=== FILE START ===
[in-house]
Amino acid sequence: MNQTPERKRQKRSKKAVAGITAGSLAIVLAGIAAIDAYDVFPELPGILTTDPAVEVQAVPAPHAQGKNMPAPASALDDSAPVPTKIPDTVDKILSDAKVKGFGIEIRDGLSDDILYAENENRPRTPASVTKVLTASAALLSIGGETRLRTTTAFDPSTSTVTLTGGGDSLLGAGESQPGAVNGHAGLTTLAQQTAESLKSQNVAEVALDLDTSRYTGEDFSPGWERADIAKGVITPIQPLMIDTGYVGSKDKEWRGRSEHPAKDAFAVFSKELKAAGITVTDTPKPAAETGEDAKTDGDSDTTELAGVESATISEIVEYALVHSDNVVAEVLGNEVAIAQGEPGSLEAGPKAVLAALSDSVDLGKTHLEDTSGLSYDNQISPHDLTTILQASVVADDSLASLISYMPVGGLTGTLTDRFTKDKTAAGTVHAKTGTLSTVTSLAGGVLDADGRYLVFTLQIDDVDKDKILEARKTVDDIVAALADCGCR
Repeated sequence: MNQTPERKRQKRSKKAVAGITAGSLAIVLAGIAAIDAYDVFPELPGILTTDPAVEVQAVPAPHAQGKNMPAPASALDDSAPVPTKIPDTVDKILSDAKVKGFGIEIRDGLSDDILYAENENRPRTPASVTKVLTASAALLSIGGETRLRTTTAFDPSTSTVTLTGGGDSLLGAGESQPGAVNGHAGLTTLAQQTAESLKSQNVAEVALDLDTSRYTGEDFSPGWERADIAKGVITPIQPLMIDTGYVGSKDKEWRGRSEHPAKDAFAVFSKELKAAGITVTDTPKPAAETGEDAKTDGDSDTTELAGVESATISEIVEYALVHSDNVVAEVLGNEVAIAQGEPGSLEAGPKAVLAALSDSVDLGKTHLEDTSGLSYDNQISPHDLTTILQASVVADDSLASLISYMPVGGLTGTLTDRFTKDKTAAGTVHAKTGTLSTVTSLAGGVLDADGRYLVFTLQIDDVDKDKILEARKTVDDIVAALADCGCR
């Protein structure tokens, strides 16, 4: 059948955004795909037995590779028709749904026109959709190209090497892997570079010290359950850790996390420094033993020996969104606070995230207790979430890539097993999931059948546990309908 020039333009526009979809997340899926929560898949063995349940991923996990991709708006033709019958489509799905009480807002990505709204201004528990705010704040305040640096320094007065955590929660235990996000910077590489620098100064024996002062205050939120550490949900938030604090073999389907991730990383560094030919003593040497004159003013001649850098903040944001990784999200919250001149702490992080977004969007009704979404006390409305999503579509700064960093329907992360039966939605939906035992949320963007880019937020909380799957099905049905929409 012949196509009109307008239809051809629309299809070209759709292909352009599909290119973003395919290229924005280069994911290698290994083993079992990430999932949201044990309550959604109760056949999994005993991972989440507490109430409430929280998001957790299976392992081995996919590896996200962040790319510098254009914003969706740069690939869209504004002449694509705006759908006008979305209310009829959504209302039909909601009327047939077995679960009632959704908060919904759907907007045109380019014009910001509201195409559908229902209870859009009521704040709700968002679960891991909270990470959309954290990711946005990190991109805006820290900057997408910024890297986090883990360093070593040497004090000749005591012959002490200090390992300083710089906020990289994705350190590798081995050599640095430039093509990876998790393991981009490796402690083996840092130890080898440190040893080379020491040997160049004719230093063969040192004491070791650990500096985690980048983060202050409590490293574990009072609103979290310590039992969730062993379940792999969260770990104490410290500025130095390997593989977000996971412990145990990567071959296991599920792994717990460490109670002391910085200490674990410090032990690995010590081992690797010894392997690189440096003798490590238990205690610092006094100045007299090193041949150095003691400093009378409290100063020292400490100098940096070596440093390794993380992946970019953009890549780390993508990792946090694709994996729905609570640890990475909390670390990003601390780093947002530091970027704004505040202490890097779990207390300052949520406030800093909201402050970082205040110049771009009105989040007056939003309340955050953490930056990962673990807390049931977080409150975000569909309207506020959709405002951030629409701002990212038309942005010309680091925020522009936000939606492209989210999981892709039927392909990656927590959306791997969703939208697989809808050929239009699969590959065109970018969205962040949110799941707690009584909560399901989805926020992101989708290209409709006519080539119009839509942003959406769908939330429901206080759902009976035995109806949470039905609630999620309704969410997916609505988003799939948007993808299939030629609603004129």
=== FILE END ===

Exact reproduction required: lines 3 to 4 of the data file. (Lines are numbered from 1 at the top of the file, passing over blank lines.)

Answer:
Repeated sequence: MNQTPERKRQKRSKKAVAGITAGSLAIVLAGIAAIDAYDVFPELPGILTTDPAVEVQAVPAPHAQGKNMPAPASALDDSAPVPTKIPDTVDKILSDAKVKGFGIEIRDGLSDDILYAENENRPRTPASVTKVLTASAALLSIGGETRLRTTTAFDPSTSTVTLTGGGDSLLGAGESQPGAVNGHAGLTTLAQQTAESLKSQNVAEVALDLDTSRYTGEDFSPGWERADIAKGVITPIQPLMIDTGYVGSKDKEWRGRSEHPAKDAFAVFSKELKAAGITVTDTPKPAAETGEDAKTDGDSDTTELAGVESATISEIVEYALVHSDNVVAEVLGNEVAIAQGEPGSLEAGPKAVLAALSDSVDLGKTHLEDTSGLSYDNQISPHDLTTILQASVVADDSLASLISYMPVGGLTGTLTDRFTKDKTAAGTVHAKTGTLSTVTSLAGGVLDADGRYLVFTLQIDDVDKDKILEARKTVDDIVAALADCGCR
């Protein structure tokens, strides 16, 4: 059948955004795909037995590779028709749904026109959709190209090497892997570079010290359950850790996390420094033993020996969104606070995230207790979430890539097993999931059948546990309908 020039333009526009979809997340899926929560898949063995349940991923996990991709708006033709019958489509799905009480807002990505709204201004528990705010704040305040640096320094007065955590929660235990996000910077590489620098100064024996002062205050939120550490949900938030604090073999389907991730990383560094030919003593040497004159003013001649850098903040944001990784999200919250001149702490992080977004969007009704979404006390409305999503579509700064960093329907992360039966939605939906035992949320963007880019937020909380799957099905049905929409 012949196509009109307008239809051809629309299809070209759709292909352009599909290119973003395919290229924005280069994911290698290994083993079992990430999932949201044990309550959604109760056949999994005993991972989440507490109430409430929280998001957790299976392992081995996919590896996200962040790319510098254009914003969706740069690939869209504004002449694509705006759908006008979305209310009829959504209302039909909601009327047939077995679960009632959704908060919904759907907007045109380019014009910001509201195409559908229902209870859009009521704040709700968002679960891991909270990470959309954290990711946005990190991109805006820290900057997408910024890297986090883990360093070593040497004090000749005591012959002490200090390992300083710089906020990289994705350190590798081995050599640095430039093509990876998790393991981009490796402690083996840092130890080898440190040893080379020491040997160049004719230093063969040192004491070791650990500096985690980048983060202050409590490293574990009072609103979290310590039992969730062993379940792999969260770990104490410290500025130095390997593989977000996971412990145990990567071959296991599920792994717990460490109670002391910085200490674990410090032990690995010590081992690797010894392997690189440096003798490590238990205690610092006094100045007299090193041949150095003691400093009378409290100063020292400490100098940096070596440093390794993380992946970019953009890549780390993508990792946090694709994996729905609570640890990475909390670390990003601390780093947002530091970027704004505040202490890097779990207390300052949520406030800093909201402050970082205040110049771009009105989040007056939003309340955050953490930056990962673990807390049931977080409150975000569909309207506020959709405002951030629409701002990212038309942005010309680091925020522009936000939606492209989210999981892709039927392909990656927590959306791997969703939208697989809808050929239009699969590959065109970018969205962040949110799941707690009584909560399901989805926020992101989708290209409709006519080539119009839509942003959406769908939330429901206080759902009976035995109806949470039905609630999620309704969410997916609505988003799939948007993808299939030629609603004129």